Sheep virtues

Sheep are patient, tenacious, vegetarian, pacifist and sociable.  They co-operate with each other.  They are so collective that the singular noun is the same as the plural, like fish.  They have some intelligence.  Welsh mountain sheep are bred to learn their own mountain area and do not stray even without walls or fences.  They are defenceless against predators.  They recognise their own shepherd, and they leave the job of fighting to him.  This is one reason why they figure in landscapes : because they demonstrate peace and tranquillity.  If there were a threat, they would all be running away, like the herbivorous dinosaurs in Jurassic Park when a carnivore arrives.

There is a famous and popular picture by Shishkin, entitled Morning in a Pine Forest.  When he painted it, his friend added young bears to it, and it instantly became one of the favourite pictures in the gallery.  The bears give scale and a sort of human touch  (they also make the picture more chocolate-boxy).  My point here is that sheep turn up in so many landscapes for similar reasons, even if they were painted from the beginning rather than added later, and even if they were real sheep that the artist was looking at. Sheep may safely graze and the scene is all set.  And it’s not just pictures.  The Staffordshire potters are using the same shorthand.

Spode Blue Italian dish
I don’t know what the people are doing, but the sheep are safely grazing
Sheep in the mists of time

Animals don’t alter as much and as fast as people do, so I think we can reckon that a flock of sheep in the days of Abel, Jacob, Moses, David and indeed in Jesus’ own time, would have operated in very similar ways.  Even nowadays, the sheep and the people are similar, even if the modern shepherd has access to new technology.

Doodled sheep
This sheep doodle is mediaeval, but could have been drawn yesterday

Sheepdogs vary only by breed around the world, and Welsh collies tend to be gentler than the Georgian shepherd’s dogs, but then the latter might have to cope with wolves and lynxes instead of foxes.  Some shepherds nowadays use quad bikes, but most will still be walking, and the dog is there to save their legs and keep the flock together.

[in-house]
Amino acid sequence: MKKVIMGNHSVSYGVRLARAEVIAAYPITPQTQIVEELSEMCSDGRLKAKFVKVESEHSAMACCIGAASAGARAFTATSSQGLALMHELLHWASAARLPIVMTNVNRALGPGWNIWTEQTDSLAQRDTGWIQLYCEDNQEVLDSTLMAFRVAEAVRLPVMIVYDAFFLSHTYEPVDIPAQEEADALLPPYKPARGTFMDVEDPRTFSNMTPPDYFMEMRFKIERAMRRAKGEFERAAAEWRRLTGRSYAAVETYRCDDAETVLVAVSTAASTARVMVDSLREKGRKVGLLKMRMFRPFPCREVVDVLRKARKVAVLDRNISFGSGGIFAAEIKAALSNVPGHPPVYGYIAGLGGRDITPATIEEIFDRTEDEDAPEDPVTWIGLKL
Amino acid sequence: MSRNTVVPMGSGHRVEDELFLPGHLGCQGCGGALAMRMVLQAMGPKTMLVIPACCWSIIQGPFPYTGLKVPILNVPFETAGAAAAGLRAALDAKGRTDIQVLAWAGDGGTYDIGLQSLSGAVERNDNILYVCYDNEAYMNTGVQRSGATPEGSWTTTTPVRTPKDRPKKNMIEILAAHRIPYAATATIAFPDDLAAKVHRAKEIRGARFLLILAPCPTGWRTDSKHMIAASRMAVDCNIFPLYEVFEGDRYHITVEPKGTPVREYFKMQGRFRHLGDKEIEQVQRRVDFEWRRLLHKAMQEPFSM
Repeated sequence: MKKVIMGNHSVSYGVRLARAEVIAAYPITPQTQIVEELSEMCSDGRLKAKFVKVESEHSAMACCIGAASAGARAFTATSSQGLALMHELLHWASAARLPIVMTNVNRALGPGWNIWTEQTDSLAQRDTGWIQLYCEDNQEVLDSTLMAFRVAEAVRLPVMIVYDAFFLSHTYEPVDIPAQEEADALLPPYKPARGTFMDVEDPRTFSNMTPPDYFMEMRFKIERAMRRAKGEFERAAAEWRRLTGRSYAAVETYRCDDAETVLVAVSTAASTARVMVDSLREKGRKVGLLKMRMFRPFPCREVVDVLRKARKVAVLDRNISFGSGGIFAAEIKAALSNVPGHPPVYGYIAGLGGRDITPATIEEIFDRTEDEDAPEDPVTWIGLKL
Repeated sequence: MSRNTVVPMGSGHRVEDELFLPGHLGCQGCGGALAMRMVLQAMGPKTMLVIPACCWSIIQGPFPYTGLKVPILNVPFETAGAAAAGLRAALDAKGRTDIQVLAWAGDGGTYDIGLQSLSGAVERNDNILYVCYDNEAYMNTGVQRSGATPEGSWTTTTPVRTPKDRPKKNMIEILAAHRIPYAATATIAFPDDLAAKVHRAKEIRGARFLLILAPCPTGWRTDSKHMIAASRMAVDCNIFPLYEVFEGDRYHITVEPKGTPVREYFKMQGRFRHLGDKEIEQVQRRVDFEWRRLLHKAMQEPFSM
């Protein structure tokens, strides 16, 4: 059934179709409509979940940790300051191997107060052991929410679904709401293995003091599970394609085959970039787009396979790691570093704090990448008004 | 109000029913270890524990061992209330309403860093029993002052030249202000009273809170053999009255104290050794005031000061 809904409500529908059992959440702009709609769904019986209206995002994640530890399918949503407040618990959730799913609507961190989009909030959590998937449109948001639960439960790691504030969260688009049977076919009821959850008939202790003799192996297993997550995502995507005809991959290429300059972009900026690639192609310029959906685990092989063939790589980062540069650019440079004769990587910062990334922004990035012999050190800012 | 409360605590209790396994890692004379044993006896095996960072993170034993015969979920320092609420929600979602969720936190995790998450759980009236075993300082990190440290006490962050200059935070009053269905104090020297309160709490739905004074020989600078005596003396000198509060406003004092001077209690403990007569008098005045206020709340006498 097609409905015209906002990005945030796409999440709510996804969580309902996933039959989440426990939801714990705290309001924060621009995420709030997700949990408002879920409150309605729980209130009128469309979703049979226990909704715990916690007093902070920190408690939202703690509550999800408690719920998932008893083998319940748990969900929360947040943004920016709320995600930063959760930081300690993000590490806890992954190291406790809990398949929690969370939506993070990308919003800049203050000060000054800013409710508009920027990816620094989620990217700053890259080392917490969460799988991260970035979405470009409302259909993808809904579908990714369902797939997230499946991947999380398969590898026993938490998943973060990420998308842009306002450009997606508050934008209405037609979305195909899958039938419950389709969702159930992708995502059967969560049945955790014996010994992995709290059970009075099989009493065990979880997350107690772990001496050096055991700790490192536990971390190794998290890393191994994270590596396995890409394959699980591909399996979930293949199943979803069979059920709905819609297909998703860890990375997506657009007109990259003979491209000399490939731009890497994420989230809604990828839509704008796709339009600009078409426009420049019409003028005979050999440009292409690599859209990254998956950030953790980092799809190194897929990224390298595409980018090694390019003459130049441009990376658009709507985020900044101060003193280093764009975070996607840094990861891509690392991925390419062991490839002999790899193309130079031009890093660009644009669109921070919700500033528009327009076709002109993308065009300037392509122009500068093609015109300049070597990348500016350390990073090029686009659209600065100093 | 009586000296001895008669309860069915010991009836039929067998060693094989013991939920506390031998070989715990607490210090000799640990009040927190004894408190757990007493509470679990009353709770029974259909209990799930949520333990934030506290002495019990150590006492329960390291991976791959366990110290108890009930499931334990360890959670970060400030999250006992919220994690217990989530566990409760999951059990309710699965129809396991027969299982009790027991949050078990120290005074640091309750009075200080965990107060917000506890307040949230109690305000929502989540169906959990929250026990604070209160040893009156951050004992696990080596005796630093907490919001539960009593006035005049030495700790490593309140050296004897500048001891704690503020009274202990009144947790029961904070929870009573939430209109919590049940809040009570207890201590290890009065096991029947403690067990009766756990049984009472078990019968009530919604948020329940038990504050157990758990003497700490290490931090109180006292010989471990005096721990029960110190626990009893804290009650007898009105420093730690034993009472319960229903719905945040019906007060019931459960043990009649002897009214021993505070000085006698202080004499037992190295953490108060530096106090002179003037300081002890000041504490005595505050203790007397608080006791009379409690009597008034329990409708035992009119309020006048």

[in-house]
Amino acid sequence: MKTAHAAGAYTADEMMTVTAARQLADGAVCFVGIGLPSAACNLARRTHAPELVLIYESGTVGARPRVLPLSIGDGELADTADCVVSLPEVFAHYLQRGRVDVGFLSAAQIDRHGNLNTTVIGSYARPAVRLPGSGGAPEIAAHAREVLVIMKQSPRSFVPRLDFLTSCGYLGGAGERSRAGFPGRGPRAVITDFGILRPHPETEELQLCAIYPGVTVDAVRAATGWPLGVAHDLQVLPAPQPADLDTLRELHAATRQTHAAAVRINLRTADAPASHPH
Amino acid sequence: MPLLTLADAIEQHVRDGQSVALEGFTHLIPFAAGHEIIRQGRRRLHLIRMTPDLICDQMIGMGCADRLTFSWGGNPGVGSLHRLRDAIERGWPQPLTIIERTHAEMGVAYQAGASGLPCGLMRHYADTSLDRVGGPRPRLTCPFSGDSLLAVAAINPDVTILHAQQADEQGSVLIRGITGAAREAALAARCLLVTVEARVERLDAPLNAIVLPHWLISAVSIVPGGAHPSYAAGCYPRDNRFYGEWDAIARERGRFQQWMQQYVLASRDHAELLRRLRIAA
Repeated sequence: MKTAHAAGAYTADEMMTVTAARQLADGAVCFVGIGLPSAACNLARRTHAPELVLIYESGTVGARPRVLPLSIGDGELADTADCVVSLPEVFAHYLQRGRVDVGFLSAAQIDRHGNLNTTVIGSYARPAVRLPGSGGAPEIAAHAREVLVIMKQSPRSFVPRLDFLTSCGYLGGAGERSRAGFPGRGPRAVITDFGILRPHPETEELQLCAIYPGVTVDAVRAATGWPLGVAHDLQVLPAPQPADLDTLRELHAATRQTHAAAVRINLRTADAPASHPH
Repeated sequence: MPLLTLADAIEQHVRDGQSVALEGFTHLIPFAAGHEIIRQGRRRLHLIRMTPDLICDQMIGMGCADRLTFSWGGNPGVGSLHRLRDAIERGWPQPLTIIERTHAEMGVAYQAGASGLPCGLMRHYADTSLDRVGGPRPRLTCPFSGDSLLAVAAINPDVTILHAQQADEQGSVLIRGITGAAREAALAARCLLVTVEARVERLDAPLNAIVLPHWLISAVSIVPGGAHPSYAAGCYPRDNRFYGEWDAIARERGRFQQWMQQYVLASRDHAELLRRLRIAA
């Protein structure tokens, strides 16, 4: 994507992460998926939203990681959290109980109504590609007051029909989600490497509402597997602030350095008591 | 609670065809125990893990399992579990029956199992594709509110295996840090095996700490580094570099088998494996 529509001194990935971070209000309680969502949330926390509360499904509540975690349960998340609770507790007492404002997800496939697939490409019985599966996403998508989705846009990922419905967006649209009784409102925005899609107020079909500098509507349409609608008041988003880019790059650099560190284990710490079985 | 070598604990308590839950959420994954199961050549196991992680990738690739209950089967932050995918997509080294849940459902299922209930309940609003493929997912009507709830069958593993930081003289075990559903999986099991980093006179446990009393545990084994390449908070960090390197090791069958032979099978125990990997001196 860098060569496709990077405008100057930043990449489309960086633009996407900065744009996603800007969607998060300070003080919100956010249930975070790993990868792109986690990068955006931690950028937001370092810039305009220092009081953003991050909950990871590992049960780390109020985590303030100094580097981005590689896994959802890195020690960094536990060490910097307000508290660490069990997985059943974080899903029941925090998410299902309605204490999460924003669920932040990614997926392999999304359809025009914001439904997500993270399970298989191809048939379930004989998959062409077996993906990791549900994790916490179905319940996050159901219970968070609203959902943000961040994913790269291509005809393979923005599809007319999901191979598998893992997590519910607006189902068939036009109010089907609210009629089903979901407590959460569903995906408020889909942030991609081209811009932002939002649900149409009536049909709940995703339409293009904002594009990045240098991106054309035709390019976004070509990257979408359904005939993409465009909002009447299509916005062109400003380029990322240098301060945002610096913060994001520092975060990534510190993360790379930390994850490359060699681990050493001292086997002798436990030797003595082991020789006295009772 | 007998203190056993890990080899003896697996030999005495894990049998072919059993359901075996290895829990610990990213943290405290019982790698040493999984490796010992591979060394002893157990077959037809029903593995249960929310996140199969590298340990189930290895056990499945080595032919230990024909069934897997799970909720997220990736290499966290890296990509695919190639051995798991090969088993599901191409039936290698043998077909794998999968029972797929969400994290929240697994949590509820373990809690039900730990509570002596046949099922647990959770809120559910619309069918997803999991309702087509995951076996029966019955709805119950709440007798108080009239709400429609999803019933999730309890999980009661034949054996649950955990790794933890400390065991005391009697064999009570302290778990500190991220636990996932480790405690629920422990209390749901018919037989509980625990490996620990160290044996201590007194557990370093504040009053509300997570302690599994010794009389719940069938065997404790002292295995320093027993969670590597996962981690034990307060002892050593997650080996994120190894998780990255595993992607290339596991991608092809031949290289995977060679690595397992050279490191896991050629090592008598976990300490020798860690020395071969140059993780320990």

This gives a shepherd a lot of time to think and plenty of fresh air (I’m sure too much sometimes). He or she is usually working in beautiful surroundings, hills and mountains, because sheep flourish there where the grass is not rich enough for cattle.  (But there’s also a flock of sheep that grazes the perimeter at Heathrow, which I find unexpected but delightful.)  There’s one British Member of Parliament who is a part-time shepherd, and you can see the attraction of the contrast between herding sheep and the House of Commons.  More than one shepherd has been a poet.  And David of course, King and psalm writer and composer, was a shepherd in his youth.

Shepherd piping to his flock; angels in the sky
Playing to a captive audience and the dog joining in

The link between shepherds and music is very strong.  Many shepherd crib figures for Christmas will have a pipe of some kind.  Often they have two they can play at once (I’ve seen this in Georgia and Serbia, and it’s very impressive).

Shepherd playing double pipe, another dancing
the sheep aren’t paying much attention, but the shepherds are making music and dancing too

Sometimes it’s a version of bagpipes. The illustrations of shepherds in manuscripts often show them playing and dancing.  Much more unlikely, but great fun, are the pictures of sheep playing musical instruments, and the psalmist has singing sheep in Ps 99/100.

Sheep playing the bagpipes
What tunes would he be playing?